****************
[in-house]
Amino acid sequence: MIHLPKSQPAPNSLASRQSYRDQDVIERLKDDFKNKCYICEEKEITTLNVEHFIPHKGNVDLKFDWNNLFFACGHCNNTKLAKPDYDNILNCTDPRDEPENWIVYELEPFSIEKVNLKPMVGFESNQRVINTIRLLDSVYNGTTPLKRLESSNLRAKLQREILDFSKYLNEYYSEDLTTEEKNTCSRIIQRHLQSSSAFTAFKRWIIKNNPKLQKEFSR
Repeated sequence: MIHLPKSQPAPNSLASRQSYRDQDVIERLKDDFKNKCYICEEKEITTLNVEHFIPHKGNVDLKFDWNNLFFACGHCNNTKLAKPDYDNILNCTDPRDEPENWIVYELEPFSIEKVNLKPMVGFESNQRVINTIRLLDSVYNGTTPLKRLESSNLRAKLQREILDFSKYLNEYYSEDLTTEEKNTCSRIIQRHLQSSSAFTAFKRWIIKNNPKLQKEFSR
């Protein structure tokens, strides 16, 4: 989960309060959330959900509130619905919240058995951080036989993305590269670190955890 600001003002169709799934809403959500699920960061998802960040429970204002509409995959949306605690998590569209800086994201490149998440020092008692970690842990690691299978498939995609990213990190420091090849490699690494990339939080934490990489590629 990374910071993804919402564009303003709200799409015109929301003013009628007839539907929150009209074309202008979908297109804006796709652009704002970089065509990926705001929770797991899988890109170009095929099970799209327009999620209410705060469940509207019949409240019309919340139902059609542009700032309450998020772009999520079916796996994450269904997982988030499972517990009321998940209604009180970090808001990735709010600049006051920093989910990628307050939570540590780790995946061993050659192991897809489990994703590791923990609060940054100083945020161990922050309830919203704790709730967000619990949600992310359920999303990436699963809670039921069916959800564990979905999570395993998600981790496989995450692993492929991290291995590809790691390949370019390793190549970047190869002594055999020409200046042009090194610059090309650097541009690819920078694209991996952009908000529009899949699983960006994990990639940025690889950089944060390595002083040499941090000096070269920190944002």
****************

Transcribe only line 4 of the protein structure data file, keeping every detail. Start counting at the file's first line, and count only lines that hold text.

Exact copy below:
């Protein structure tokens, strides 16, 4: 989960309060959330959900509130619905919240058995951080036989993305590269670190955890 600001003002169709799934809403959500699920960061998802960040429970204002509409995959949306605690998590569209800086994201490149998440020092008692970690842990690691299978498939995609990213990190420091090849490699690494990339939080934490990489590629 990374910071993804919402564009303003709200799409015109929301003013009628007839539907929150009209074309202008979908297109804006796709652009704002970089065509990926705001929770797991899988890109170009095929099970799209327009999620209410705060469940509207019949409240019309919340139902059609542009700032309450998020772009999520079916796996994450269904997982988030499972517990009321998940209604009180970090808001990735709010600049006051920093989910990628307050939570540590780790995946061993050659192991897809489990994703590791923990609060940054100083945020161990922050309830919203704790709730967000619990949600992310359920999303990436699963809670039921069916959800564990979905999570395993998600981790496989995450692993492929991290291995590809790691390949370019390793190549970047190869002594055999020409200046042009090194610059090309650097541009690819920078694209991996952009908000529009899949699983960006994990990639940025690889950089944060390595002083040499941090000096070269920190944002």